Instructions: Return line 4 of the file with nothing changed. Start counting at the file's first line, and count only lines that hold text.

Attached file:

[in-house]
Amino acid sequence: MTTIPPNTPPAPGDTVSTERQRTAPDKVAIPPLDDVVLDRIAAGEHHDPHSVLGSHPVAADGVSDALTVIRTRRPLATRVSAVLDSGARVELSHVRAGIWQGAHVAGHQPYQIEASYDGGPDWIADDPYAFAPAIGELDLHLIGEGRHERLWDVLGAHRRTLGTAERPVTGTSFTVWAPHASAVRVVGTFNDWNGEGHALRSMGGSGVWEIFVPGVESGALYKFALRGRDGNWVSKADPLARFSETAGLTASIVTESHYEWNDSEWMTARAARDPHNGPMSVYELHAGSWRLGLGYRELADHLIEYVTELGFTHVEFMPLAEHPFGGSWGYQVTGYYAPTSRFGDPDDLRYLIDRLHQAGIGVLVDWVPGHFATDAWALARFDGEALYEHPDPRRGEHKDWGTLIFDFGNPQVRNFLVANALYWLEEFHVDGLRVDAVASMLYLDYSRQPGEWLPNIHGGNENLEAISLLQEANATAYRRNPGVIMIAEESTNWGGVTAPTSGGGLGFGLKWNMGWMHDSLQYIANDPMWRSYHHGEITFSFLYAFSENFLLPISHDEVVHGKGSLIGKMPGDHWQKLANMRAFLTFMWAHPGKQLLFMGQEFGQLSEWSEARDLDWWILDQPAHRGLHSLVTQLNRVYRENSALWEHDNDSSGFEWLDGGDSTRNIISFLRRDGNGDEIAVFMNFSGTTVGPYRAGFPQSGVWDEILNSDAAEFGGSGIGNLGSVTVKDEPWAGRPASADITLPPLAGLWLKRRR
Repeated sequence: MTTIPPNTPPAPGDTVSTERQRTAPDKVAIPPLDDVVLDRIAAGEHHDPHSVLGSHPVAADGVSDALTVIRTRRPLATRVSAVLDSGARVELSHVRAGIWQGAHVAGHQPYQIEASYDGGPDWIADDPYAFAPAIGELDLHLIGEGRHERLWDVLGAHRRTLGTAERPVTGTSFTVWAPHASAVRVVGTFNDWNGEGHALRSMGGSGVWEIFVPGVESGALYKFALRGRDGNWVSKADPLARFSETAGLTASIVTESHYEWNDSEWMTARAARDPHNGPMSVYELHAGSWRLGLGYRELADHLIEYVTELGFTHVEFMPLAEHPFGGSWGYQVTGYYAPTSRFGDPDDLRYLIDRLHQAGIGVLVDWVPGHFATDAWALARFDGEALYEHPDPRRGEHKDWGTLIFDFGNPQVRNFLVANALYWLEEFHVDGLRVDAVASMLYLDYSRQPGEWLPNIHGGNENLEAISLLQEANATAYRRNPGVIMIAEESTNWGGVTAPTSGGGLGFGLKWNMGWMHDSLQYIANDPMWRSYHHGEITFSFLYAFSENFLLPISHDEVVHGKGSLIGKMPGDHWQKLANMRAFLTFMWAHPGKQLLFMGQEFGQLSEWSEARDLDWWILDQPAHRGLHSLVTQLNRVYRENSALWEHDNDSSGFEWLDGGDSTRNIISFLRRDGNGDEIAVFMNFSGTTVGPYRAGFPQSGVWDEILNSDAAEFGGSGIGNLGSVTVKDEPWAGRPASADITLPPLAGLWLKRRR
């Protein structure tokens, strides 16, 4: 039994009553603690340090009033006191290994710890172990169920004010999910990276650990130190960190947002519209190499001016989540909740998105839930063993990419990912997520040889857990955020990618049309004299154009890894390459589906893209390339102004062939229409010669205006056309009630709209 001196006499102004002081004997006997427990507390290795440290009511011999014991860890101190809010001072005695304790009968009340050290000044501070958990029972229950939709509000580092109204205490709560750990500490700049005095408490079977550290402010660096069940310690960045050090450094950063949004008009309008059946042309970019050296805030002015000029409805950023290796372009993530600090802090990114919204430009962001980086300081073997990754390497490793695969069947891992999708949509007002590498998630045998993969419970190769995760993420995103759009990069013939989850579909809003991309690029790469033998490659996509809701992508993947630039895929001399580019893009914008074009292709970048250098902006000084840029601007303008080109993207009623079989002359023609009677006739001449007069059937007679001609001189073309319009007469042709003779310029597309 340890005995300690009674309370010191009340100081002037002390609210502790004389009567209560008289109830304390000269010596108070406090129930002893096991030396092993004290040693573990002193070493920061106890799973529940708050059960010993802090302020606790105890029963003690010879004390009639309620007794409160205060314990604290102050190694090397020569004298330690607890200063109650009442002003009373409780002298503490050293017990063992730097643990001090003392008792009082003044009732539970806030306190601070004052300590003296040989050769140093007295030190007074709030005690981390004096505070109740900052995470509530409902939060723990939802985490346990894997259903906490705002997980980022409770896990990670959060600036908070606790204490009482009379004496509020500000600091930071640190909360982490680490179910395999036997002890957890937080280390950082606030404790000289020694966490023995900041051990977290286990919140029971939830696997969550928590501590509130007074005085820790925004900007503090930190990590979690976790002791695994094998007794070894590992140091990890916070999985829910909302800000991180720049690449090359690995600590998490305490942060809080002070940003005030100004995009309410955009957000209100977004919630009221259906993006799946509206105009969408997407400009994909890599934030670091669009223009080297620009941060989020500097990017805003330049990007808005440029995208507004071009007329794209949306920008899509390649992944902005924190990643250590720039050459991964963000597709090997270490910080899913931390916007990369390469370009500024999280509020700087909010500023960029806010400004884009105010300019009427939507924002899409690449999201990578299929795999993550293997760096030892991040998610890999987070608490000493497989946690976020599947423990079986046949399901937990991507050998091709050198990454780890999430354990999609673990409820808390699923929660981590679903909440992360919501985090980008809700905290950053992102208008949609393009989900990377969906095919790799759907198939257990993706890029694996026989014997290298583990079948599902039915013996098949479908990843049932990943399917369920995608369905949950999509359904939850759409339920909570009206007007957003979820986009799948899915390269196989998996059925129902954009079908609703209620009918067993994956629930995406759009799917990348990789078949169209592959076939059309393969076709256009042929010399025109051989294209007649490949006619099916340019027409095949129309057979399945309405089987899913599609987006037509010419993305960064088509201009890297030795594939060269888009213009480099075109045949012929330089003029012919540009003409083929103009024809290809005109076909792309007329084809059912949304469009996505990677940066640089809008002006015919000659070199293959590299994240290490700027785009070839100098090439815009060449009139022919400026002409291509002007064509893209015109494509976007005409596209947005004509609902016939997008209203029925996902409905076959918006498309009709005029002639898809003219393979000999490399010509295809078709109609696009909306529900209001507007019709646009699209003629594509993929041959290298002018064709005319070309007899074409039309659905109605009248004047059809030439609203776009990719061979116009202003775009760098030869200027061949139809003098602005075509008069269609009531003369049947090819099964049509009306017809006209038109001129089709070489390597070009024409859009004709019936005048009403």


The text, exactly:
């Protein structure tokens, strides 16, 4: 039994009553603690340090009033006191290994710890172990169920004010999910990276650990130190960190947002519209190499001016989540909740998105839930063993990419990912997520040889857990955020990618049309004299154009890894390459589906893209390339102004062939229409010669205006056309009630709209 001196006499102004002081004997006997427990507390290795440290009511011999014991860890101190809010001072005695304790009968009340050290000044501070958990029972229950939709509000580092109204205490709560750990500490700049005095408490079977550290402010660096069940310690960045050090450094950063949004008009309008059946042309970019050296805030002015000029409805950023290796372009993530600090802090990114919204430009962001980086300081073997990754390497490793695969069947891992999708949509007002590498998630045998993969419970190769995760993420995103759009990069013939989850579909809003991309690029790469033998490659996509809701992508993947630039895929001399580019893009914008074009292709970048250098902006000084840029601007303008080109993207009623079989002359023609009677006739001449007069059937007679001609001189073309319009007469042709003779310029597309 340890005995300690009674309370010191009340100081002037002390609210502790004389009567209560008289109830304390000269010596108070406090129930002893096991030396092993004290040693573990002193070493920061106890799973529940708050059960010993802090302020606790105890029963003690010879004390009639309620007794409160205060314990604290102050190694090397020569004298330690607890200063109650009442002003009373409780002298503490050293017990063992730097643990001090003392008792009082003044009732539970806030306190601070004052300590003296040989050769140093007295030190007074709030005690981390004096505070109740900052995470509530409902939060723990939802985490346990894997259903906490705002997980980022409770896990990670959060600036908070606790204490009482009379004496509020500000600091930071640190909360982490680490179910395999036997002890957890937080280390950082606030404790000289020694966490023995900041051990977290286990919140029971939830696997969550928590501590509130007074005085820790925004900007503090930190990590979690976790002791695994094998007794070894590992140091990890916070999985829910909302800000991180720049690449090359690995600590998490305490942060809080002070940003005030100004995009309410955009957000209100977004919630009221259906993006799946509206105009969408997407400009994909890599934030670091669009223009080297620009941060989020500097990017805003330049990007808005440029995208507004071009007329794209949306920008899509390649992944902005924190990643250590720039050459991964963000597709090997270490910080899913931390916007990369390469370009500024999280509020700087909010500023960029806010400004884009105010300019009427939507924002899409690449999201990578299929795999993550293997760096030892991040998610890999987070608490000493497989946690976020599947423990079986046949399901937990991507050998091709050198990454780890999430354990999609673990409820808390699923929660981590679903909440992360919501985090980008809700905290950053992102208008949609393009989900990377969906095919790799759907198939257990993706890029694996026989014997290298583990079948599902039915013996098949479908990843049932990943399917369920995608369905949950999509359904939850759409339920909570009206007007957003979820986009799948899915390269196989998996059925129902954009079908609703209620009918067993994956629930995406759009799917990348990789078949169209592959076939059309393969076709256009042929010399025109051989294209007649490949006619099916340019027409095949129309057979399945309405089987899913599609987006037509010419993305960064088509201009890297030795594939060269888009213009480099075109045949012929330089003029012919540009003409083929103009024809290809005109076909792309007329084809059912949304469009996505990677940066640089809008002006015919000659070199293959590299994240290490700027785009070839100098090439815009060449009139022919400026002409291509002007064509893209015109494509976007005409596209947005004509609902016939997008209203029925996902409905076959918006498309009709005029002639898809003219393979000999490399010509295809078709109609696009909306529900209001507007019709646009699209003629594509993929041959290298002018064709005319070309007899074409039309659905109605009248004047059809030439609203776009990719061979116009202003775009760098030869200027061949139809003098602005075509008069269609009531003369049947090819099964049509009306017809006209038109001129089709070489390597070009024409859009004709019936005048009403």